Supernova Remnant - Veil Nebula - Eastern Loop
  The Veil Nebula in the constellation Cygnus is a huge shell of gas expelled by a collosal supernova explosion 15,000 years ago.  Only in the furnace of such an explosion can
the heavy elements like calcium, gold, and silver be forged.  Without these elements, life on earth would never exist.  Thus, we owe our very existence to the sacrifice of the
supergiant stars that burn so brightly but so briefly. Despite its distance of about 2,500 light years, the supernova  may have shown as brignt as the moon for weeks, but neither
the Neanderthals nor Cro-Magnons left records of its observation.
   This image above focused on the Eastern Loop of the Veil, combining luminence exposures of 30 minutes clear + 60 minutes Ha + 90 minutes red with RGB exposures of 30,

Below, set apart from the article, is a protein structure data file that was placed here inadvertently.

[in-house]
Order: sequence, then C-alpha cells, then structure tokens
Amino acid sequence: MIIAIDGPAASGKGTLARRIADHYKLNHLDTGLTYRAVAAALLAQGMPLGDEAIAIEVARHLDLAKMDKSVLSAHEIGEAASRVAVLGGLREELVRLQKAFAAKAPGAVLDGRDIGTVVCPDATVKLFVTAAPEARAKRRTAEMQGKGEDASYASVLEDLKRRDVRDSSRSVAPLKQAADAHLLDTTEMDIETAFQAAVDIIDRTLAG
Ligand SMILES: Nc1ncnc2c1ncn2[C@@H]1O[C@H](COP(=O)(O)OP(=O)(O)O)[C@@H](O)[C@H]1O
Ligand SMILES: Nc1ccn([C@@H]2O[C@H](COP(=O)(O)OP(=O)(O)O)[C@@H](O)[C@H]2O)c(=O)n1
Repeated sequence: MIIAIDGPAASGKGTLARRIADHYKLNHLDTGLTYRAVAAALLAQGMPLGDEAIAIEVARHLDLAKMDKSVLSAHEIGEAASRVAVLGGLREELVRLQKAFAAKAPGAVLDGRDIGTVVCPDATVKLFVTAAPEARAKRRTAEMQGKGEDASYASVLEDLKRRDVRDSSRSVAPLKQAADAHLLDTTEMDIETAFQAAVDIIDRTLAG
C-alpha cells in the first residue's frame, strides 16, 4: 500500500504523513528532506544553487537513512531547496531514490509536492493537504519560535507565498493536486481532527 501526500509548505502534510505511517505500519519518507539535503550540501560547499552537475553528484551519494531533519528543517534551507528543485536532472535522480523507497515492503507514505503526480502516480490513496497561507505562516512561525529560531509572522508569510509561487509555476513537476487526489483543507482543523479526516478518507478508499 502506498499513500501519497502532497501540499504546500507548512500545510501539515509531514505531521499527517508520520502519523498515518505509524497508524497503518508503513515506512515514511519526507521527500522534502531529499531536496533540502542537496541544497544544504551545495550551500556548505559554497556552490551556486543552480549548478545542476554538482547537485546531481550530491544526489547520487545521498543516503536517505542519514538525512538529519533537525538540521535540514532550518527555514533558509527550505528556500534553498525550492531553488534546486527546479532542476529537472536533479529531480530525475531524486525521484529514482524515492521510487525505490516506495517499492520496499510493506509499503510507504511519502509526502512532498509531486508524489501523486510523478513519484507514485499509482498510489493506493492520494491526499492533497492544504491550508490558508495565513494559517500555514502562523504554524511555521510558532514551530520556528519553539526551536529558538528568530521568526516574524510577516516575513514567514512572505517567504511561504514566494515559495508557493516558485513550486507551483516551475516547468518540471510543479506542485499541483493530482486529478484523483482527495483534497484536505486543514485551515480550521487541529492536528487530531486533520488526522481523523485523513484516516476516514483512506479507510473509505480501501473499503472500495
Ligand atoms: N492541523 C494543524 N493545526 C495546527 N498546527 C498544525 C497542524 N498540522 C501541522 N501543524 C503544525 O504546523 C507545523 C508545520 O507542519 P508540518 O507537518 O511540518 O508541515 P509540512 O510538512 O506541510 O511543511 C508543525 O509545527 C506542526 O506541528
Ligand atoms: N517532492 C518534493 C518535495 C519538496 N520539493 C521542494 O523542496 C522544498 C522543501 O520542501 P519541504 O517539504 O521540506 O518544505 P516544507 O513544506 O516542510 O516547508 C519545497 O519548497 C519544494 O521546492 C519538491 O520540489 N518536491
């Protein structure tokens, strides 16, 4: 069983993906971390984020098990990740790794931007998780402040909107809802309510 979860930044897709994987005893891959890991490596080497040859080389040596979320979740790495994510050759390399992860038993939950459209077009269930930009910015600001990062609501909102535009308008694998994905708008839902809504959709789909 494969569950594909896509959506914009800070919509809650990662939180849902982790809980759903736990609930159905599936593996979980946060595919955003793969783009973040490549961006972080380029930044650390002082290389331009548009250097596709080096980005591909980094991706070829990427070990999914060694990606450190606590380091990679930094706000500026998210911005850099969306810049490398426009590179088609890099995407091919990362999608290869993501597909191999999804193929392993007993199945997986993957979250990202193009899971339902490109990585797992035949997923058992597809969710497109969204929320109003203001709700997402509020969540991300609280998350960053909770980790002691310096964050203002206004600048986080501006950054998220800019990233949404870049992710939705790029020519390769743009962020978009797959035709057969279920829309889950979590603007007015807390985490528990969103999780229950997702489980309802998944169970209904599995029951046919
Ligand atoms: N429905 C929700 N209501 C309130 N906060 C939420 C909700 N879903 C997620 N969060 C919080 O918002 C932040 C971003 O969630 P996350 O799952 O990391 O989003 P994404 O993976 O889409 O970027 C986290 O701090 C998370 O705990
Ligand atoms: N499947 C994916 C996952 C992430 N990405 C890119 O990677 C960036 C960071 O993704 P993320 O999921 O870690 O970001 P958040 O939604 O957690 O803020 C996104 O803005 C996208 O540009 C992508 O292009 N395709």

30, and 45 minutes, for a total exposure time of 4 hours 45  minutes.  An ST-10XME camera  was used with a TEC 140mm refractor.
Music:  Theme from movie "Ghost"
The full extent of the Veil Nebula, and expanding
giant shell of gas, is shown in the image on the left.
This wide-field image was obtained through a 180 mm
camera lens, combining 14 red, 14 green, and 21 blue
exposures, each 3 minutes, for a total imaging time of
2 hours 29 minutes.